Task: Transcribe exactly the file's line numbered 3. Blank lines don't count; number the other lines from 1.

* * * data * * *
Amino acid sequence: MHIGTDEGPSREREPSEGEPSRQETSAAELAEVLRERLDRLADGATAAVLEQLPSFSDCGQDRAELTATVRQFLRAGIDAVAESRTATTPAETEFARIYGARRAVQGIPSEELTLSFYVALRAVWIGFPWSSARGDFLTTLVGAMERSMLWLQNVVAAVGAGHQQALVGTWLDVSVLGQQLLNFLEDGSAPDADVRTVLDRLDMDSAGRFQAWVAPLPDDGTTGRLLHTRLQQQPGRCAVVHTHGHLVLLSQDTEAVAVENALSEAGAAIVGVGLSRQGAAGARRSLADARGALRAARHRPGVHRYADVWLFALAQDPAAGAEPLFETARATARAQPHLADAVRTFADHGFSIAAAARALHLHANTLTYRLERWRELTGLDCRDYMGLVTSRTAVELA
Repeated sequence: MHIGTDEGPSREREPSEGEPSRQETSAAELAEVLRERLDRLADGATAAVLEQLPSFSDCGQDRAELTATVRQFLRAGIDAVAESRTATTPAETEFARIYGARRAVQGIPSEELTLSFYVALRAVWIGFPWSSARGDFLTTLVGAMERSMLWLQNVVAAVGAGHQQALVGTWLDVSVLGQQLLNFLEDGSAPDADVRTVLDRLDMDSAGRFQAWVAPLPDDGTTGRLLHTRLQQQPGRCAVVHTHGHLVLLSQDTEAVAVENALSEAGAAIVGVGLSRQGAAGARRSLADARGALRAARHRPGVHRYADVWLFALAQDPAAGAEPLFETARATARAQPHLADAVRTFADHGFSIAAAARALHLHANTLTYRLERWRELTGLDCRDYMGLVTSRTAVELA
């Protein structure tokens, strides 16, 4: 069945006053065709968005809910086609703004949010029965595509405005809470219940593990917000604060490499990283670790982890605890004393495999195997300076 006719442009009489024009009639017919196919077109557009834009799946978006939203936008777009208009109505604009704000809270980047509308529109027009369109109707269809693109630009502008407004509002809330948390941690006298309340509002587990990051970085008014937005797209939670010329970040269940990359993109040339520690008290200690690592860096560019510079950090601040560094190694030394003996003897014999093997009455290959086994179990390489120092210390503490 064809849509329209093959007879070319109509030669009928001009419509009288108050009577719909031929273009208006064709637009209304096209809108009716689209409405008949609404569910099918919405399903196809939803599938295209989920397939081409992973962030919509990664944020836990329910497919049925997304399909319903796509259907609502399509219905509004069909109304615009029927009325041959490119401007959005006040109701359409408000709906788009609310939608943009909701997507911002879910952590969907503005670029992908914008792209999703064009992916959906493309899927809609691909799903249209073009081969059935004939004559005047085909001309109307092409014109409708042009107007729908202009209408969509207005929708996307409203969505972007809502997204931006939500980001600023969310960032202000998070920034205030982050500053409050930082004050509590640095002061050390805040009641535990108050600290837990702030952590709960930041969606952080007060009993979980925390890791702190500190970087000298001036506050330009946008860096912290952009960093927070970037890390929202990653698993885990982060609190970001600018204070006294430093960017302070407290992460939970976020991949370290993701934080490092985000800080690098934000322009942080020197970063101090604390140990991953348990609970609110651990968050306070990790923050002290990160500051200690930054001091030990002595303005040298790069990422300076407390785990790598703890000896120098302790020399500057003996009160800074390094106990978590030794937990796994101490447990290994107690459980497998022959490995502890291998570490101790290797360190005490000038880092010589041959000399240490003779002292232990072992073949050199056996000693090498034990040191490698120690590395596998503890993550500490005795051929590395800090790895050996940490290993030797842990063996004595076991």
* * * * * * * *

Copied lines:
């Protein structure tokens, strides 16, 4: 069945006053065709968005809910086609703004949010029965595509405005809470219940593990917000604060490499990283670790982890605890004393495999195997300076 006719442009009489024009009639017919196919077109557009834009799946978006939203936008777009208009109505604009704000809270980047509308529109027009369109109707269809693109630009502008407004509002809330948390941690006298309340509002587990990051970085008014937005797209939670010329970040269940990359993109040339520690008290200690690592860096560019510079950090601040560094190694030394003996003897014999093997009455290959086994179990390489120092210390503490 064809849509329209093959007879070319109509030669009928001009419509009288108050009577719909031929273009208006064709637009209304096209809108009716689209409405008949609404569910099918919405399903196809939803599938295209989920397939081409992973962030919509990664944020836990329910497919049925997304399909319903796509259907609502399509219905509004069909109304615009029927009325041959490119401007959005006040109701359409408000709906788009609310939608943009909701997507911002879910952590969907503005670029992908914008792209999703064009992916959906493309899927809609691909799903249209073009081969059935004939004559005047085909001309109307092409014109409708042009107007729908202009209408969509207005929708996307409203969505972007809502997204931006939500980001600023969310960032202000998070920034205030982050500053409050930082004050509590640095002061050390805040009641535990108050600290837990702030952590709960930041969606952080007060009993979980925390890791702190500190970087000298001036506050330009946008860096912290952009960093927070970037890390929202990653698993885990982060609190970001600018204070006294430093960017302070407290992460939970976020991949370290993701934080490092985000800080690098934000322009942080020197970063101090604390140990991953348990609970609110651990968050306070990790923050002290990160500051200690930054001091030990002595303005040298790069990422300076407390785990790598703890000896120098302790020399500057003996009160800074390094106990978590030794937990796994101490447990290994107690459980497998022959490995502890291998570490101790290797360190005490000038880092010589041959000399240490003779002292232990072992073949050199056996000693090498034990040191490698120690590395596998503890993550500490005795051929590395800090790895050996940490290993030797842990063996004595076991």